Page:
There’s a short, and now irrelevant, section in the Constitution that politically motivated people love to distort. That section is called the Three-Fifths Clause, found in Article 1, Section 2, Paragraph 3 of the United States Constitution:
Representatives and direct Taxes shall be apportioned among the several States which may be included within this Union, according to their respective Numbers, which shall be determined by adding to the whole Number of free Persons, including those bound to Service for a Term of Years, and excluding Indians not taxed, three fifths of all other Persons.
During the Philadelphia Convention of 1787, delegates agreed that representation to Congress would be determined by population. This agreement brought about the questions of, how do we define population? Should only free people be counted? Should slaves be counted? The answer to this question was resolved in what is now called the Three-Fifths Compromise.
The federalistpapers.org describe the agreement as follows:
The Three-Fifths Compromise was an agreement between southern and northern states in which three-fifths of the population of slaves would be counted for enumeration purposes regarding both the distribution of taxes and the apportionment of the members of the United States House of Representatives.
Critics of Conservative policy relish in this agreement and falsely point out that our founding fathers considered blacks as only three-fifths of a human being. They use this distortion to criticize the Constitution and say things like, “See! Our founders didn’t even consider a black man fully human! The Constitution is racist! These Conservatives only support racist policies!” Statements like these are totally false and should be challenged.
The reality is, there was slavery in North America long before our Constitution was written. It wasn’t something our founders voluntarily chose to bring into this country; instead it was an existing problem they had to resolve if they were going to have any chance of ratifying the Constitution.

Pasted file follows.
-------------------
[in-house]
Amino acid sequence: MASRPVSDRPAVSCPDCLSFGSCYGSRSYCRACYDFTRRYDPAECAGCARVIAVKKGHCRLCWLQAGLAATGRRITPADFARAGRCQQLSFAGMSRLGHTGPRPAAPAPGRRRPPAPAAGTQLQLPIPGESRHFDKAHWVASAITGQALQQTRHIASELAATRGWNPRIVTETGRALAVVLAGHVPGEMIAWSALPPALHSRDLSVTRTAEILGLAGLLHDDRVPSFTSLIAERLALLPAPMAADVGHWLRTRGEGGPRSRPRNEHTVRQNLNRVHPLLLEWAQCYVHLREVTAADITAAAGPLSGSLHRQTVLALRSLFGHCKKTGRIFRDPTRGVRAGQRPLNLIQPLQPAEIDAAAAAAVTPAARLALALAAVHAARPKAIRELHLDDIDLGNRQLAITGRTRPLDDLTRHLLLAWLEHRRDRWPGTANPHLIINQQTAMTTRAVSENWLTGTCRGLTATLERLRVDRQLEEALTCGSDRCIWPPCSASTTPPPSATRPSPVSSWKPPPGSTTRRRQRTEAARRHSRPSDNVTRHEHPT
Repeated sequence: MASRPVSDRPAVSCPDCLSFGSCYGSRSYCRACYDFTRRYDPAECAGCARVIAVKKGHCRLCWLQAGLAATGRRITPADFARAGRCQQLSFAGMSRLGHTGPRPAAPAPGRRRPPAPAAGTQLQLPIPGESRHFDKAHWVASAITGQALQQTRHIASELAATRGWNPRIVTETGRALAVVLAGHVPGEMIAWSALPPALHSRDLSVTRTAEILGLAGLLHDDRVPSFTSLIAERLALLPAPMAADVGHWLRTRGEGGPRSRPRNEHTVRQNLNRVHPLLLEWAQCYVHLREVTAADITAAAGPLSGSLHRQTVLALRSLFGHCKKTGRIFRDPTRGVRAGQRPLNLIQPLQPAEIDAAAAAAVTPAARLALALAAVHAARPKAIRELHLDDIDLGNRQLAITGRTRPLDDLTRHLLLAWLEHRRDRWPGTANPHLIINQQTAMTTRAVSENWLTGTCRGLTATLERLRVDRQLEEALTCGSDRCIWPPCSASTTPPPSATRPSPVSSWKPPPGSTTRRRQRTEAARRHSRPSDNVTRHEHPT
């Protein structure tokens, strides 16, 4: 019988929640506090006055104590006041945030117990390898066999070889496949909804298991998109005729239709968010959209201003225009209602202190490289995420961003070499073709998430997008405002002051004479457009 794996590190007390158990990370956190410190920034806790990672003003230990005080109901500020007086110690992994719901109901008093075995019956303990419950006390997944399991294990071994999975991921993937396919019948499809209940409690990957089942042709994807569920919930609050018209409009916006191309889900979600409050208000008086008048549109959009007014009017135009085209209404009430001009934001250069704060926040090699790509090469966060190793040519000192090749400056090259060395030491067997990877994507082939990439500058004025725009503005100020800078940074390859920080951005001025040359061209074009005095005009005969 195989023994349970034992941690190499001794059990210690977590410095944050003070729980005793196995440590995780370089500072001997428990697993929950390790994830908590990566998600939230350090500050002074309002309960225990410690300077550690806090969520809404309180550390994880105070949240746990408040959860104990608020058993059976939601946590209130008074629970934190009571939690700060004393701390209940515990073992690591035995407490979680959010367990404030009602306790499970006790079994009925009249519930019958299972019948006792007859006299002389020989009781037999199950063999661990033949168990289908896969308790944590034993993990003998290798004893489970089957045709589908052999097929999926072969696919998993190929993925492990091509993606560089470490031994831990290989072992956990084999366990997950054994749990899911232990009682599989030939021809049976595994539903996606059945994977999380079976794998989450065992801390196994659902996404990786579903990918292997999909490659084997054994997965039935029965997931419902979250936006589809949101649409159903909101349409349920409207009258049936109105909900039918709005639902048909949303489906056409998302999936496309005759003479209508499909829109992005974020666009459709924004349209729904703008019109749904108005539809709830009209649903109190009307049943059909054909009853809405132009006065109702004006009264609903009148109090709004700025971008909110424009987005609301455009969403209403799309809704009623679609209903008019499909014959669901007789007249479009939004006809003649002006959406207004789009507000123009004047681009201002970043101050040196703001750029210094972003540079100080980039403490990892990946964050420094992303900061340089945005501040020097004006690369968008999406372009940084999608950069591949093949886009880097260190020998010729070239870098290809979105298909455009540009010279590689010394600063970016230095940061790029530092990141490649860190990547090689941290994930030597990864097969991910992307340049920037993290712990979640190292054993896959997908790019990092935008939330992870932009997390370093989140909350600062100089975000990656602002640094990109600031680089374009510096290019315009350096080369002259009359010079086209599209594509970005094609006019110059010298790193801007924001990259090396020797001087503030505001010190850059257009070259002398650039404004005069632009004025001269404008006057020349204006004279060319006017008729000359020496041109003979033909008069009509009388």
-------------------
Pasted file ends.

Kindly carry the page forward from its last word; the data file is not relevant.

If each slave was counted into the population, then southern states would have increased their representation in the House of Representatives by over 50 percent. So as hypocritical as it sounds, the slave owners were all for the slaves being counted as people – because that gave them more power in the legislature.
The northern states obviously opposed this. Not necessarily because northern politicians cared so much about slaves, but because of the balance of power in the House of Representatives was at stake.
To reconcile the north and south divide, the delegates agreed on a legislative compromise that resulted in the Three-Fifths Clause in the Constitution. Three-fifths was not the value of a person, but a way of counting the population for representation and tax distribution. The compromise was about counting slaves and not black individuals. Free blacks living in the north were counted as a single person.
Following the Civil War and the abolition of slavery by the Thirteenth Amendment to the United States Constitution (1865), the Three-Fifths Clause was rendered moot. Section 2 of the Fourteenth Amendment to the United States Constitution (1868) later superseded Article 1, Section 2, Clause 3. It specifically states that “Representatives shall be apportioned …counting the whole number of persons in each State, excluding Indians not taxed.”
The next time your crazy liberal uncle calls you a racist because you support the Constitution, ask him to open a history book and study the story behind the text. You may need to direct him to the local library since he most likely only knows how to read the Huffington Post and New York Times.
- Bailey, Bill “The Truth About the Three-Fifths Clause.”Thefederalistpapers.org, 19 Jul. 2011. Web. 23 Jul. 2015
- Kent, Chad. ” Constitution Revolution: How Could Anyone Defend the Three-Fifths Clause?.” Theblaze.com , 9 May 2015. Web. 23 Jul. 2015.